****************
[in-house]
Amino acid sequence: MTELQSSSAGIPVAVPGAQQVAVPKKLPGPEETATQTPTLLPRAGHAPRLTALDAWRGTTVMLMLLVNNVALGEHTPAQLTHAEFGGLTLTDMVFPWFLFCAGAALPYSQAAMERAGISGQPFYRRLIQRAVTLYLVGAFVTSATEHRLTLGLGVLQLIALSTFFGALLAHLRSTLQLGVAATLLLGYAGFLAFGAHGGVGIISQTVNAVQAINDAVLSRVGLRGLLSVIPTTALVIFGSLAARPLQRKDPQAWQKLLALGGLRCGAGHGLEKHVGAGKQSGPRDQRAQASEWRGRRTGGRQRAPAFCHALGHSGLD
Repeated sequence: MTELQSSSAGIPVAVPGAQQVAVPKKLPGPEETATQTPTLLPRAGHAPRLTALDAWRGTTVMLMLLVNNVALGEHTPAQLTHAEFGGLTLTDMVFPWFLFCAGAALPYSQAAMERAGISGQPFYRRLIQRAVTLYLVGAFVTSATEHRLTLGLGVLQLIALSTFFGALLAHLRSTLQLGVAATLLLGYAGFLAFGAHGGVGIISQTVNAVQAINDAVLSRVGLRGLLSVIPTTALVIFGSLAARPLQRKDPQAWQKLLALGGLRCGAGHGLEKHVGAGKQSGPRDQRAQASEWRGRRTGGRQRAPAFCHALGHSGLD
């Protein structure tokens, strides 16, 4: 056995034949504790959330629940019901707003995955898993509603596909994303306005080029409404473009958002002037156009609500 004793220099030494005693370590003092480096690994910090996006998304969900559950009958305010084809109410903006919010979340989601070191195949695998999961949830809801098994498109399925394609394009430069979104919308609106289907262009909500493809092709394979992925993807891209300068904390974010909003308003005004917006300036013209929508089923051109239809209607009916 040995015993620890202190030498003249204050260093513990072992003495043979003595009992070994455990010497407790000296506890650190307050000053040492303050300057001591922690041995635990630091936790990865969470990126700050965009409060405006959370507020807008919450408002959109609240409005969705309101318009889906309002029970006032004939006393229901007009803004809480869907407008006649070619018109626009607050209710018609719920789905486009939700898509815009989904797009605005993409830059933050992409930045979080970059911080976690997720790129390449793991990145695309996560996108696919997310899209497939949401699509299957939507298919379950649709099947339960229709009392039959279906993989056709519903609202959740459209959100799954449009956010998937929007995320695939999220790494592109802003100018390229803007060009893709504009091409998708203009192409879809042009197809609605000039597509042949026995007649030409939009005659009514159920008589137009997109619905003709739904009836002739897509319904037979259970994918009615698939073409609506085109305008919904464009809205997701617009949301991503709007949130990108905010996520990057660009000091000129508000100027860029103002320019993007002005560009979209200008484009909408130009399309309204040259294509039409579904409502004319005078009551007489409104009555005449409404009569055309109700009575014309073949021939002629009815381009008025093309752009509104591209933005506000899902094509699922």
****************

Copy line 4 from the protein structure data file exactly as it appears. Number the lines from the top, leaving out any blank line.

């Protein structure tokens, strides 16, 4: 056995034949504790959330629940019901707003995955898993509603596909994303306005080029409404473009958002002037156009609500 004793220099030494005693370590003092480096690994910090996006998304969900559950009958305010084809109410903006919010979340989601070191195949695998999961949830809801098994498109399925394609394009430069979104919308609106289907262009909500493809092709394979992925993807891209300068904390974010909003308003005004917006300036013209929508089923051109239809209607009916 040995015993620890202190030498003249204050260093513990072992003495043979003595009992070994455990010497407790000296506890650190307050000053040492303050300057001591922690041995635990630091936790990865969470990126700050965009409060405006959370507020807008919450408002959109609240409005969705309101318009889906309002029970006032004939006393229901007009803004809480869907407008006649070619018109626009607050209710018609719920789905486009939700898509815009989904797009605005993409830059933050992409930045979080970059911080976690997720790129390449793991990145695309996560996108696919997310899209497939949401699509299957939507298919379950649709099947339960229709009392039959279906993989056709519903609202959740459209959100799954449009956010998937929007995320695939999220790494592109802003100018390229803007060009893709504009091409998708203009192409879809042009197809609605000039597509042949026995007649030409939009005659009514159920008589137009997109619905003709739904009836002739897509319904037979259970994918009615698939073409609506085109305008919904464009809205997701617009949301991503709007949130990108905010996520990057660009000091000129508000100027860029103002320019993007002005560009979209200008484009909408130009399309309204040259294509039409579904409502004319005078009551007489409104009555005449409404009569055309109700009575014309073949021939002629009815381009008025093309752009509104591209933005506000899902094509699922």